Warren4440121
Pontotoc425973
Monroe4162136
Union415877
Neshoba4065180
Lincoln4009113
Hancock387687
Leflore3516125
Tate342586
Sunflower339491
Pike3373111
Alcorn327474
Scott320374
Yazoo314571
Adams308486
Itawamba305178
Copiah299966
Coahoma299084
Simpson298689
Tippah292268
Prentiss284261
Leake272374
Marion271280
Covington267283
Wayne264842
Grenada264087
George252451
Newton249064
Tishomingo232369
Winston230282
Jasper222148
Attala215173
Chickasaw210659
Holmes190574
Stone188733
Clay187954
Tallahatchie180041
Clarke178980
Calhoun174232
Yalobusha167940
Smith164134
Walthall135447
Greene131834
Lawrence131224
Montgomery128643
Noxubee128034
Perry127538
Amite126342
Carroll122330
Webster115032
Jefferson Davis108334
Tunica108127
Claiborne103130
Benton102325
Humphreys97533
Kemper96729
Franklin85023
Quitman82316
Choctaw79118
Wilkinson69632
Jefferson66328
Sharkey50917
Issaquena1696
Unassigned00

Alabama Coronavirus Cases

Cases: 549013

Reported Deaths: 11311
CountyCasesDeaths
Jefferson810461571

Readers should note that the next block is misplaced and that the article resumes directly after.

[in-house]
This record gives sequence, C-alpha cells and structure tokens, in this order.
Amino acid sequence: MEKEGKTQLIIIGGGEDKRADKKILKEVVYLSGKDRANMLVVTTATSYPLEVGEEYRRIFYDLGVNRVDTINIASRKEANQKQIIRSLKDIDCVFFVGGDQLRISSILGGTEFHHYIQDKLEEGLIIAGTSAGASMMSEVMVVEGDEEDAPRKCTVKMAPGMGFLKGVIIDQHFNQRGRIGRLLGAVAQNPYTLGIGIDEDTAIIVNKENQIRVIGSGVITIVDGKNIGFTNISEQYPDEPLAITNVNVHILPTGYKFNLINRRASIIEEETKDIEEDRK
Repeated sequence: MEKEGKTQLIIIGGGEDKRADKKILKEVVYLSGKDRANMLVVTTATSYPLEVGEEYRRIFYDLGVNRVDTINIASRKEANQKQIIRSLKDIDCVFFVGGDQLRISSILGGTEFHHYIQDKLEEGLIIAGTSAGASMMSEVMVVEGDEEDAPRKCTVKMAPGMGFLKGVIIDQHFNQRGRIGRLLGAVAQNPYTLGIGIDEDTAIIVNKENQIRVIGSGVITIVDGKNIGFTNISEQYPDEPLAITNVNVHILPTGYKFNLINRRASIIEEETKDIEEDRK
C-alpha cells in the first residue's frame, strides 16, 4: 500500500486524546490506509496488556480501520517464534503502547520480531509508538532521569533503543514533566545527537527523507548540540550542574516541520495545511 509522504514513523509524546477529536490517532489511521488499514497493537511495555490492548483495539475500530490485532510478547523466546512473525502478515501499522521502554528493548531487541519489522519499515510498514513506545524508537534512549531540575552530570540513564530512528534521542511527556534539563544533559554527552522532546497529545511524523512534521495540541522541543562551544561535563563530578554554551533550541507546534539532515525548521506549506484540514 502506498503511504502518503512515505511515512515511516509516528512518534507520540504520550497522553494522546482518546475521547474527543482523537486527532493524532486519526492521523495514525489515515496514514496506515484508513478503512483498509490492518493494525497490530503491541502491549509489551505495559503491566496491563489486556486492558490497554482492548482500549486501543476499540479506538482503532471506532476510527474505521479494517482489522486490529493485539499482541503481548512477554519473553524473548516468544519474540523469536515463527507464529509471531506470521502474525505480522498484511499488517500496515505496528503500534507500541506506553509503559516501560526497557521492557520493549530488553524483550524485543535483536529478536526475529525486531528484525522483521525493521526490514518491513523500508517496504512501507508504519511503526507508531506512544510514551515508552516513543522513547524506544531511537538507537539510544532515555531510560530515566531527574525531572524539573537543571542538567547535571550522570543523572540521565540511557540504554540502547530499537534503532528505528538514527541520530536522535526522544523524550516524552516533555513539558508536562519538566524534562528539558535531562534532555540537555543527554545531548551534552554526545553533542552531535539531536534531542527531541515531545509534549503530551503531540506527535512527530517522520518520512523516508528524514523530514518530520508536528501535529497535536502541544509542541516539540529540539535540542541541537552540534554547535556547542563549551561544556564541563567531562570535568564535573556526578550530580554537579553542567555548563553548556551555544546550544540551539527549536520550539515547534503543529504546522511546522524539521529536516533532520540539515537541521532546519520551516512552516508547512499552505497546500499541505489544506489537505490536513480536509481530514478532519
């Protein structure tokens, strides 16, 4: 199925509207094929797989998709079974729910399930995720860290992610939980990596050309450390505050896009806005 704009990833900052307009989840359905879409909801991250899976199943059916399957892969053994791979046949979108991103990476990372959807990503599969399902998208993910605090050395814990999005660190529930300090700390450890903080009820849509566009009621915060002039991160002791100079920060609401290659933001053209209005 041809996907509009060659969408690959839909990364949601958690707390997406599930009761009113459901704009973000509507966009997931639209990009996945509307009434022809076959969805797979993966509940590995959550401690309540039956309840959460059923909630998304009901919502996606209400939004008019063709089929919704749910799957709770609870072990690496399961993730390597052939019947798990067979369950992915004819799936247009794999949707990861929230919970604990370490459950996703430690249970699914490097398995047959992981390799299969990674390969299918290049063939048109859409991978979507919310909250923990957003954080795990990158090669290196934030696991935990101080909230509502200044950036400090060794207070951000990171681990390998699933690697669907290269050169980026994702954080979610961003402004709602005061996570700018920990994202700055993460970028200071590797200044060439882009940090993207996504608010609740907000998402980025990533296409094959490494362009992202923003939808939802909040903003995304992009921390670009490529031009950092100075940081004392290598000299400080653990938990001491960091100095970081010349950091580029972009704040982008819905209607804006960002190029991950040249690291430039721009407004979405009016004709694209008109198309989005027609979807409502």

Mobile42145831
Madison35718525
Tuscaloosa26179458
Shelby25626254
Montgomery25089614
Baldwin21901314
Lee16287176
Calhoun14724327
Morgan14639285
Etowah14183364
Marshall12454230
Houston10791287
Elmore10301214
Limestone10188157
St. Clair10161251
Cullman9958201
Lauderdale9612250
DeKalb8977190
Talladega8462184
Walker7341280
Autauga7242113
Jackson6953113
Blount6950139
Colbert6415140
Coffee5638127
Dale4930116
Russell454941
Chilton4478116
Franklin431782
Covington4279122
Tallapoosa4144155
Escambia401880
Chambers3728124
Dallas3610158
Clarke353161
Marion3245107
Pike314578
Lawrence3134100
Winston283572
Bibb268564
Geneva258481
Marengo250665
Pickens237062
Barbour234559
Hale227178
Butler224671
Fayette218962
Henry194443
Randolph187644
Cherokee187345
Monroe180641
Washington170739
Macon163051
Clay160159
Crenshaw156357
Cleburne153644
Lamar146937
Lowndes142254
Wilcox126930
Bullock124542
Conecuh113630
Coosa111629
Perry108626
Sumter105832
Greene93634
Choctaw62125
Out of AL00
Unassigned00
Tupelo
Clear
76° wxIcon
Hi: 86° Lo: 59°
Feels Like: 76°
Columbus
Clear
78° wxIcon
Hi: 86° Lo: 61°
Feels Like: 80°
Oxford
Partly Cloudy
72° wxIcon
Hi: 85° Lo: 55°
Feels Like: 72°
Starkville
Clear
72° wxIcon
Hi: 84° Lo: 59°
Feels Like: 72°
High pressure still tries to hang on to our area on Thursday, however a weak warm front will change the dominance of high pressure. This weak cold front will give us a chance for some isolated showers and thunderstorms at times.